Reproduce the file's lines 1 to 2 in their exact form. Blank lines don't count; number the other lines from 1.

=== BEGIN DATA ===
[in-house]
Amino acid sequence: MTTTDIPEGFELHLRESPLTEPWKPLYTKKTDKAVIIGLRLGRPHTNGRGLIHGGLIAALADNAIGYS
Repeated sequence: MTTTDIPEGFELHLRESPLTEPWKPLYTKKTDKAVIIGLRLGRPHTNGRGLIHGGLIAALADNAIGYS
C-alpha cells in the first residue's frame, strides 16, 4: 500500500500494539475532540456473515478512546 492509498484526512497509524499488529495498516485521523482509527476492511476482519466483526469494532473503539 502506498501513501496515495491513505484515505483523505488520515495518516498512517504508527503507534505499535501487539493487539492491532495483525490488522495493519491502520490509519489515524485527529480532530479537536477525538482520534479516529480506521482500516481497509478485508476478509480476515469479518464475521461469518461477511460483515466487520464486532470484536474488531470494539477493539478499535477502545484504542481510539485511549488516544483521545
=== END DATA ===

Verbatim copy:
[in-house]
Amino acid sequence: MTTTDIPEGFELHLRESPLTEPWKPLYTKKTDKAVIIGLRLGRPHTNGRGLIHGGLIAALADNAIGYS